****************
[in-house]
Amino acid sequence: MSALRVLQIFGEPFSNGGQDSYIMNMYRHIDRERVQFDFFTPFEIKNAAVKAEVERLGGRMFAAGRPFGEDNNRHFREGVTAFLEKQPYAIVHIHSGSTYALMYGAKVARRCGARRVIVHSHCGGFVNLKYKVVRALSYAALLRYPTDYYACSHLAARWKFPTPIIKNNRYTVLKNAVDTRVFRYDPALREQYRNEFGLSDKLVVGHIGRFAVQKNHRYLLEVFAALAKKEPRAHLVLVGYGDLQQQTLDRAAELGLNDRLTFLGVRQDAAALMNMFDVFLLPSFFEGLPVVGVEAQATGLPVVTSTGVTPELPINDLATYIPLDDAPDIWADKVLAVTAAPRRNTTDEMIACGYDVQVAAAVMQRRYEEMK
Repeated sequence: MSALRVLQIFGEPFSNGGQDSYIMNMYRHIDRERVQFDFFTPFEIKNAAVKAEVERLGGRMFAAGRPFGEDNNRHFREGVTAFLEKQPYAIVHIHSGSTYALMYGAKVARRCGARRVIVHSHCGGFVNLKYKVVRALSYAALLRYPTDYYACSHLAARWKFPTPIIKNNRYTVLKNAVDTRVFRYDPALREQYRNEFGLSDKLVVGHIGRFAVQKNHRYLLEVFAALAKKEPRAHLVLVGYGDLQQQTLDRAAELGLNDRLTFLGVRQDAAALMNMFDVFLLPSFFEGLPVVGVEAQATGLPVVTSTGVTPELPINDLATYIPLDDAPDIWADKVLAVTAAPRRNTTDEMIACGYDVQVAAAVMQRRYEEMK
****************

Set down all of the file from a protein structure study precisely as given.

[in-house]
Amino acid sequence: MSALRVLQIFGEPFSNGGQDSYIMNMYRHIDRERVQFDFFTPFEIKNAAVKAEVERLGGRMFAAGRPFGEDNNRHFREGVTAFLEKQPYAIVHIHSGSTYALMYGAKVARRCGARRVIVHSHCGGFVNLKYKVVRALSYAALLRYPTDYYACSHLAARWKFPTPIIKNNRYTVLKNAVDTRVFRYDPALREQYRNEFGLSDKLVVGHIGRFAVQKNHRYLLEVFAALAKKEPRAHLVLVGYGDLQQQTLDRAAELGLNDRLTFLGVRQDAAALMNMFDVFLLPSFFEGLPVVGVEAQATGLPVVTSTGVTPELPINDLATYIPLDDAPDIWADKVLAVTAAPRRNTTDEMIACGYDVQVAAAVMQRRYEEMK
Repeated sequence: MSALRVLQIFGEPFSNGGQDSYIMNMYRHIDRERVQFDFFTPFEIKNAAVKAEVERLGGRMFAAGRPFGEDNNRHFREGVTAFLEKQPYAIVHIHSGSTYALMYGAKVARRCGARRVIVHSHCGGFVNLKYKVVRALSYAALLRYPTDYYACSHLAARWKFPTPIIKNNRYTVLKNAVDTRVFRYDPALREQYRNEFGLSDKLVVGHIGRFAVQKNHRYLLEVFAALAKKEPRAHLVLVGYGDLQQQTLDRAAELGLNDRLTFLGVRQDAAALMNMFDVFLLPSFFEGLPVVGVEAQATGLPVVTSTGVTPELPINDLATYIPLDDAPDIWADKVLAVTAAPRRNTTDEMIACGYDVQVAAAVMQRRYEEMK